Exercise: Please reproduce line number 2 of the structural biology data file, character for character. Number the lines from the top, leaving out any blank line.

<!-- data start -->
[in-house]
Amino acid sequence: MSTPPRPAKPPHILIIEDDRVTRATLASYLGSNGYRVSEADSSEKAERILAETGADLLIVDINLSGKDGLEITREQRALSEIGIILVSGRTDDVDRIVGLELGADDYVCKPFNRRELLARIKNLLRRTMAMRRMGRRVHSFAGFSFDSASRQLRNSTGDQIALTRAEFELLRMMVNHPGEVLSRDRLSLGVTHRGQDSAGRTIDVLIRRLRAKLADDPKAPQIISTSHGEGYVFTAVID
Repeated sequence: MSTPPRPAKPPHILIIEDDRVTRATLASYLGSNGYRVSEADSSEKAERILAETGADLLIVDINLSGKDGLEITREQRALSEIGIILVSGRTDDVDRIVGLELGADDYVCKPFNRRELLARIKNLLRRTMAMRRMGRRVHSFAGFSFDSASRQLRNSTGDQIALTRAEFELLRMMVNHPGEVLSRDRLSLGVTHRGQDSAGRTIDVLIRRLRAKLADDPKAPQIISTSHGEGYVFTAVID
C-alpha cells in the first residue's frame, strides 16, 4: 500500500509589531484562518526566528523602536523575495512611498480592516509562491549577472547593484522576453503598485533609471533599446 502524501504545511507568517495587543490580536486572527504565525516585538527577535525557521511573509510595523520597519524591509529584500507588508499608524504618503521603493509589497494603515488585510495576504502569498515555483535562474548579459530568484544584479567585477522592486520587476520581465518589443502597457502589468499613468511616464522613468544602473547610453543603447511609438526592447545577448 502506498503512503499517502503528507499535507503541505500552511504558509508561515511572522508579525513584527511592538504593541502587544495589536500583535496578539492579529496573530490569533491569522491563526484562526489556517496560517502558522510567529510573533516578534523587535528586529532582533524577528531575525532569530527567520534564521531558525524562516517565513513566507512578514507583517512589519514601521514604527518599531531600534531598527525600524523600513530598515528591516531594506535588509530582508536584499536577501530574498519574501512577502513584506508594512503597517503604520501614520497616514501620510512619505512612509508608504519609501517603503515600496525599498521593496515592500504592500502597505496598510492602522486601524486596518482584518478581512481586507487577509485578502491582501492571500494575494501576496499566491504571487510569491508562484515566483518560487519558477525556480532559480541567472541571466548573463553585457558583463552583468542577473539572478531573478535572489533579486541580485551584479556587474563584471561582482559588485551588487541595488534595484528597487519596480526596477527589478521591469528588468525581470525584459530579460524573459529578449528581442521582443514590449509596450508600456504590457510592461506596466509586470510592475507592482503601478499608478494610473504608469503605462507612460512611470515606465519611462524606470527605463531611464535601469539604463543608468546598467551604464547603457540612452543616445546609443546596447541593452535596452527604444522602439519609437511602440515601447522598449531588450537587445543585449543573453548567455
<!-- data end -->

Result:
Amino acid sequence: MSTPPRPAKPPHILIIEDDRVTRATLASYLGSNGYRVSEADSSEKAERILAETGADLLIVDINLSGKDGLEITREQRALSEIGIILVSGRTDDVDRIVGLELGADDYVCKPFNRRELLARIKNLLRRTMAMRRMGRRVHSFAGFSFDSASRQLRNSTGDQIALTRAEFELLRMMVNHPGEVLSRDRLSLGVTHRGQDSAGRTIDVLIRRLRAKLADDPKAPQIISTSHGEGYVFTAVID